A line from The Spokesman-Review article dated July 25, 2014, and headlined Coeur d’Alene officers must view videos on encountering dogs reads, “Wood said the officer’s body camera was not in use during the confrontation with the dog.” Wood is Sergeant Christie Wood, the Coeur d’Alene Police Department’s public information officer.
The Spokesman-Review’s article was picked up by the Associated Press and reported in the online Idaho Statesman, a Boise newspaper, in this article dated July 25, 2014, and headlined N. Idaho police to get training on dog encounters. The Statesman’s article reads, “Sgt. Christie Wood, police spokeswoman, said the officer’s body camera wasn’t on at the time.”
Going back through the Coeur d’Alene Press online stories about the dog’s shooting, OpenCdA has been unable to find any Press reporting of that very newsworthy piece of information.
Why did The Spokesman-Review and the Idaho Statesman report the information but our own local newspaper, the Coeur d’Alene Press, did not? It was an important and very newsworthy revelation by the Coeur d’Alene Police Department’s public information officer, and it should have been reported in the local newspaper story. Why wasn’t this reported? What else is the Press willing to hide from its readers?
We also question why the Police Department released this piece of information now. It is clearly a product of the internal investigation, and the City has assured its citizens that the results of the investigation will be made public after it has been reviewed by City managers and a third party. Who authorized the release of the information attributed to Sergeant Wood?
OpenCdA left out something very relevant from yesterday’s post reporting the conviction of former Los Angeles City Councilman Richard Alarcon and his wife on charges of voter fraud and perjury. Thanks to alert reader and commenter Susie Snedaker for bringing the omission to our attention in her comment yesterday.
We agree with Susie: The Los Angeles Times editorial posted online on July 23, 2014, and titled Alarcon prosecution sends the right message to other politicians, DAs is well worth reading. Carefully.
The Times editorial board clearly gets it. As they said in their editorial, “…, residency is in most cases a pretty good proxy for engagement with and knowledge of a district, and there is value in having a member of a community represent that community in government.”
We also completely agree with the Times editorial observation that, “The L.A. County district attorney’s office seems to be the only prosecutor in the state willing to bring these types of public integrity cases, and that’s a shame.” Yes, it is a shame that is not limited to prosecutors in California.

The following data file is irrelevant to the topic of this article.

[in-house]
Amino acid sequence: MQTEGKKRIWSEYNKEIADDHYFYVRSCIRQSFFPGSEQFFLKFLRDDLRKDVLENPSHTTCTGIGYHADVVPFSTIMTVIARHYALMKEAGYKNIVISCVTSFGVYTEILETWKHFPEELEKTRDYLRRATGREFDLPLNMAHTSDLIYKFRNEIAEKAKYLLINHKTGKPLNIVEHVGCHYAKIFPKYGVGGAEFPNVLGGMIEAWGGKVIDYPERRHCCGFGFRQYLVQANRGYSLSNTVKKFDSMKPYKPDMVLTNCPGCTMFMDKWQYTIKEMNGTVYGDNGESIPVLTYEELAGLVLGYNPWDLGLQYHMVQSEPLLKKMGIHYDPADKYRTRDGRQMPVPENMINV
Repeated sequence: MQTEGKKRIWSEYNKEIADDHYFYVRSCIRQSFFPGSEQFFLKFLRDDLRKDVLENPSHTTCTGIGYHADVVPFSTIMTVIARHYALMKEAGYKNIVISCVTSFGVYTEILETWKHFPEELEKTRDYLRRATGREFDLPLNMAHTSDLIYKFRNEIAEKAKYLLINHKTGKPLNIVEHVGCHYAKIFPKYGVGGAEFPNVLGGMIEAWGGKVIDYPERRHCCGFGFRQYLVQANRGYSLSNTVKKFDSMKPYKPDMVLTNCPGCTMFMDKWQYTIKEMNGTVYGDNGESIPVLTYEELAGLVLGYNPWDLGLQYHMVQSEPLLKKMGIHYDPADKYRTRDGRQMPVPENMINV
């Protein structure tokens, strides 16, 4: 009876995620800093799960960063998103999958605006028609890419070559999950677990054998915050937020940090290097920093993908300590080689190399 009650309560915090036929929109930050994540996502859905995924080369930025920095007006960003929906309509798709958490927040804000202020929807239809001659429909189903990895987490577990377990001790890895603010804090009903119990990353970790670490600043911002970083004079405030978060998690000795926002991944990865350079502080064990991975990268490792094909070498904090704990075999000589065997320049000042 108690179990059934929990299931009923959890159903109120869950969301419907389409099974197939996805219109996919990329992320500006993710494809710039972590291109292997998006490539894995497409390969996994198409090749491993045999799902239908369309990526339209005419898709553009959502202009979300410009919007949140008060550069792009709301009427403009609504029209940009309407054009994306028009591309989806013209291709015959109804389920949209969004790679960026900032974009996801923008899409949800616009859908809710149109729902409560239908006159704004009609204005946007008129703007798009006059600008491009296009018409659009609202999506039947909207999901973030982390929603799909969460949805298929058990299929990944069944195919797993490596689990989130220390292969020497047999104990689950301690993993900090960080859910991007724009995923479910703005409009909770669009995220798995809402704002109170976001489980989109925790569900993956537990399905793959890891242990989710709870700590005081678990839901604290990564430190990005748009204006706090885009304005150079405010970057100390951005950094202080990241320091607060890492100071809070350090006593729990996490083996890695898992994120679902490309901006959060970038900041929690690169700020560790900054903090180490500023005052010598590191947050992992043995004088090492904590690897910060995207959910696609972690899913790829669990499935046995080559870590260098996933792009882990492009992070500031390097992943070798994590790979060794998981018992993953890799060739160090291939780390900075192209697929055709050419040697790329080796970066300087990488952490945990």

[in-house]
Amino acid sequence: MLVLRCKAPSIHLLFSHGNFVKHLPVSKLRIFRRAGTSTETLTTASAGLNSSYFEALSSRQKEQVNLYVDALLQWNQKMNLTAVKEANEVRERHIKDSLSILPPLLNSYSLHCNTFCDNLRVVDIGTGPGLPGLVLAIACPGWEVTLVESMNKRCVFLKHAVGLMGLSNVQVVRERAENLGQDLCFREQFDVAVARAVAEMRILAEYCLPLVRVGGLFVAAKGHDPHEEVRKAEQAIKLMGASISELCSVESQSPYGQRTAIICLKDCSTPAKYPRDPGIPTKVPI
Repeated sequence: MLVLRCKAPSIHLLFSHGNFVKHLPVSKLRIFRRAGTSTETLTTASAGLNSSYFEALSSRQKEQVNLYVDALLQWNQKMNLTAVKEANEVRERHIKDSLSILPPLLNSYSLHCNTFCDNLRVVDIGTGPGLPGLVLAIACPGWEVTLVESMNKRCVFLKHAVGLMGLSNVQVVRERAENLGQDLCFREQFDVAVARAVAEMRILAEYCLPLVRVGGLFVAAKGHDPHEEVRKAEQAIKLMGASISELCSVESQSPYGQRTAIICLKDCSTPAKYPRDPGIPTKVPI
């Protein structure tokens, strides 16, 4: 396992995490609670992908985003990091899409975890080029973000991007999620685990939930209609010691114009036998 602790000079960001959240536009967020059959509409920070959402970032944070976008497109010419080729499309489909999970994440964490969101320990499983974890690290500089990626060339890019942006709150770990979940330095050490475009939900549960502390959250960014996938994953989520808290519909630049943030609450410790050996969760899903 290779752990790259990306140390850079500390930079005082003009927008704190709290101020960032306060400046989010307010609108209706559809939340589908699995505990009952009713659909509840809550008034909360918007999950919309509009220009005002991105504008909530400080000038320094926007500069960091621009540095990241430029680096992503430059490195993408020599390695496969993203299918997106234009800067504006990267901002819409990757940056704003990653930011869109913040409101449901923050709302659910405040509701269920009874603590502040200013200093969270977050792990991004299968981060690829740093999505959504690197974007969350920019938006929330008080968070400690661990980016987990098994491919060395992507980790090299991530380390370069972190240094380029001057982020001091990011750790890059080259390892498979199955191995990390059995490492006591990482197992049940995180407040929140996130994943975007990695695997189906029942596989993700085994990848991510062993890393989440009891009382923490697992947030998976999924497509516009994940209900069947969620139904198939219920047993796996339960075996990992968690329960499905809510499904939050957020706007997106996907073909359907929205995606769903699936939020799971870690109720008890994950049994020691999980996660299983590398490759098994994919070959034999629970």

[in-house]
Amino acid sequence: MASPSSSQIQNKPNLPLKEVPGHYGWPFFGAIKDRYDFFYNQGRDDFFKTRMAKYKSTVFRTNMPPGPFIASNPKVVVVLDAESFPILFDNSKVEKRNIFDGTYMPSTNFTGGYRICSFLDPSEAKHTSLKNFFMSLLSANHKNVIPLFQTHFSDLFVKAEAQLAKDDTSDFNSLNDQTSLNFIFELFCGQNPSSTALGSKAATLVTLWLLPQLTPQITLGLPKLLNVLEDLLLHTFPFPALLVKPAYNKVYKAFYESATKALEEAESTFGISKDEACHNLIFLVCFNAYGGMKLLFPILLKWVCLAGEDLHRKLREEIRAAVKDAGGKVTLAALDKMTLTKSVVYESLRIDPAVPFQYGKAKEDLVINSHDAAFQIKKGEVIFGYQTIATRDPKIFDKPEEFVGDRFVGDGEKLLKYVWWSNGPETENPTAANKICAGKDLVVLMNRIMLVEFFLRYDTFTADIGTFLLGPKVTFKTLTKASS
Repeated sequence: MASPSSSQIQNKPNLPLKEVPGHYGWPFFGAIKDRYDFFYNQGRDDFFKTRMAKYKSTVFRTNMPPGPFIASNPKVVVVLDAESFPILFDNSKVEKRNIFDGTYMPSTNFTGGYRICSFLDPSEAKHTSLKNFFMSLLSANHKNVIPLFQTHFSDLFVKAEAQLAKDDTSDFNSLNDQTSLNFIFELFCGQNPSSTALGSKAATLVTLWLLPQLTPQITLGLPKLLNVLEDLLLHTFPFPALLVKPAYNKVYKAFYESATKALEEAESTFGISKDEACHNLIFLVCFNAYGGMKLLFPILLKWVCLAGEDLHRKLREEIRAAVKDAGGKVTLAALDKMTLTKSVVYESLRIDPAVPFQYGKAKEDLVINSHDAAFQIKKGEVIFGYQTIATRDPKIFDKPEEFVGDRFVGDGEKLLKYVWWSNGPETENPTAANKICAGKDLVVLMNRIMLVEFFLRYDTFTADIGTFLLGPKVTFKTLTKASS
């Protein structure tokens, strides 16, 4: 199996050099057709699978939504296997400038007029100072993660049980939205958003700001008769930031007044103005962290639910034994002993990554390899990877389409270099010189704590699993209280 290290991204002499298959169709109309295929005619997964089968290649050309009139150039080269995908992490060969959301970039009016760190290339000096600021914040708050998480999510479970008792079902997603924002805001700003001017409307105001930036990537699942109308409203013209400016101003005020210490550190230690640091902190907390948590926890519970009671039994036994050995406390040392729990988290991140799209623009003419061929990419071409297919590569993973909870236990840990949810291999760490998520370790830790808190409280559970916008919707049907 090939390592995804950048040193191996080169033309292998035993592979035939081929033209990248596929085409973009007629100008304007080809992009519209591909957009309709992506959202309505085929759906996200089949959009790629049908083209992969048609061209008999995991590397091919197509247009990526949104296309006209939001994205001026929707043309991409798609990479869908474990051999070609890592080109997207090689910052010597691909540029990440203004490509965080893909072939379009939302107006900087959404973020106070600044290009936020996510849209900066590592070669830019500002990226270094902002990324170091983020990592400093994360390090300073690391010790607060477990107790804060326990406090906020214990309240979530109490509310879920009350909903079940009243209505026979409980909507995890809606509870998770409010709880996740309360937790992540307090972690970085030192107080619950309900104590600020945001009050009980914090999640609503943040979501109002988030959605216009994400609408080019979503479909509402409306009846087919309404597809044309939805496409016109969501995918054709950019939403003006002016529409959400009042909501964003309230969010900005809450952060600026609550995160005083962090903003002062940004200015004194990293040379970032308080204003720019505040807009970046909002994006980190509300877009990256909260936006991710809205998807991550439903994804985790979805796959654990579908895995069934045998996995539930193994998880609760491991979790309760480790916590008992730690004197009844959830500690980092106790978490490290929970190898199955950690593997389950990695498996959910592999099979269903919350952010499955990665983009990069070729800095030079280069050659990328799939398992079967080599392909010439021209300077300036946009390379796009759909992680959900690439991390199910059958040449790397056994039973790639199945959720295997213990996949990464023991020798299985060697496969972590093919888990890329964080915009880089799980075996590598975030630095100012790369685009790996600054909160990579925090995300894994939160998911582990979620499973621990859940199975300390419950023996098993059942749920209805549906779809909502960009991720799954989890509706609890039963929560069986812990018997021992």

But the Times editorial board saved its strongest point for last. “The residency requirement is not a technicality; it’s a core tenet of our democratic system enshrined in the law. No politician should gain an advantage by lying, and no prosecutor should ignore evidence of voter fraud.” To that we would add that no prosecutor and no judge is worthy of their position or the public’s trust and confidence if they ignore evidence of voter fraud and perjury.
Thankfully the Los Angeles County District Attorney, his Deputy DAs, and his Public Integrity Division take their sworn duties seriously. We wish they would come visit Idaho. Maybe some of that would rub off on prosecutors and judges here.
Former Los Angeles City Councilman Richard Alarcon and his wife were convicted of voter fraud and perjury in Los Angeles Superior Court Wednesday. Alarcon and his wife had lied about where he actually lived so he would be eligible to run for a particular Los Angeles City Council seat. He and his wife both lied under oath in furtherance of his illegal candidacy.
Alarcon is not the first California official to be convicted of voter fraud in recent history. In January 2014 State Senator Roderick Wright was convicted of voter fraud and perjury for lying about his residence so he could run for the state senate.
Fortunately for the citizens of Los Angeles County, they have a Prosecuting Attorney who takes public corruption seriously enough to have a Public Integrity Division in his office. Here is more but somewhat dated information about the Division and a sampling of cases it has prosecuted.
There are many people who deny the existence of voter fraud. It’s fair to say that many of the deniers are those who choose to engage in fraud as candidates or encourage it as lazy or incompetent county clerks and secretaries of state as well as politically-directed prosecutors and state attorneys general.
As the State of California and Los Angeles County in particular have shown, they pursue voter fraud rather than deny it exists.